Green Deal reveals a Landlords Spend


If you are a landlord and have rental homes it has now been revealed how much it could cost you to bring your properties up to standard to meet the energy efficiency rules under the Governments Green Deal Scheme.

For example if you make improvements to your rental property or properties from an F to E energy rating which would range from £100 to £660, but upgrading the same home to an A rating could cost up to £20,000.

A step-by-step guide has been put together, which is free for property investors, to highlight and walk you through the planning and funding of energy efficiency improvements.

For instance the costs for improvements for a number of properties includes –

  • Landlords must spend £659 to improve a 1 bedroom Victorian mid-terrace converted flat from an F to an E rated EPC, but £11,182 to improve from an F to a C rated EPC.
  • Upgrading a 2 bedroom 1970’s flat will cost £150 to improve from an F to an E rated EPC, but £14,927 to improve to a C rated EPC.
  • Improving a 2 bedroom end-terrace Victorian house will cost £245 to move from an F to an E rated EPC, but £19,586 to a B rated EPC (excluding earnings from feed-in tariffs).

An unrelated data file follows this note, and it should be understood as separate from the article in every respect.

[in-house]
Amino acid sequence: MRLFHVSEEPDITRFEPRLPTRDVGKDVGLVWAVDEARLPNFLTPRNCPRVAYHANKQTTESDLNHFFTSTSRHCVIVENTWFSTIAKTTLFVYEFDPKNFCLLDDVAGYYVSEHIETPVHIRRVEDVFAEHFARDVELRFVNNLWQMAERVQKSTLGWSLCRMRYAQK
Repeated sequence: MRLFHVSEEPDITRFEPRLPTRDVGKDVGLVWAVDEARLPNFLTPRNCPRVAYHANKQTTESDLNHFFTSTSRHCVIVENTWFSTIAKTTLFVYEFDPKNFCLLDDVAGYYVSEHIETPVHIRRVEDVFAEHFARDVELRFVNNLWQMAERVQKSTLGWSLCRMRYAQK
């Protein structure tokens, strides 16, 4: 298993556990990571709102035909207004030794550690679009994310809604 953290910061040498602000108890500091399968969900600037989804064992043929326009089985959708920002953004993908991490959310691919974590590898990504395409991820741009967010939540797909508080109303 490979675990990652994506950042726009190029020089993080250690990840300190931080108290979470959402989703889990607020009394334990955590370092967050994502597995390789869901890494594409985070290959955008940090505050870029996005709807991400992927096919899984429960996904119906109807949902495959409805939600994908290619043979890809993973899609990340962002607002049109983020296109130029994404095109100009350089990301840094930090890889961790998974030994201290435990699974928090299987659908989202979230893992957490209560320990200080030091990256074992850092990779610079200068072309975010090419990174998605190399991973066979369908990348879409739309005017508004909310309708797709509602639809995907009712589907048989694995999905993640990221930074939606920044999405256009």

• Upgrading a 3 bedroom mid-century semi-detached house will cost £100 to improve from an F to an E rated EPC, but £13,154 to improve to a B rated EPC (excluding feed-in tariffs).

David Weatherall, housing strategy manager at the Energy Saving Trust, said: “With electricity and gas bills seemingly always on the rise, tenants are increasingly looking to rent properties that are cheap to heat. Its good landlords can access new sources of financing to improve wall insulation, windows and heating systems at no upfront cost.

“The Energy Saving Trust is delighted to have collaborated with the British Property Federation to produce a new landlords’ guide that gives all the important information about making and paying for energy efficiency improvements.”


Are you a Landlord and considering using the Green Deal?  Let us know your thoughts.


Source: British Property Foundation (BPF) and The Energy Saving Trust

EPC: energy performance certificate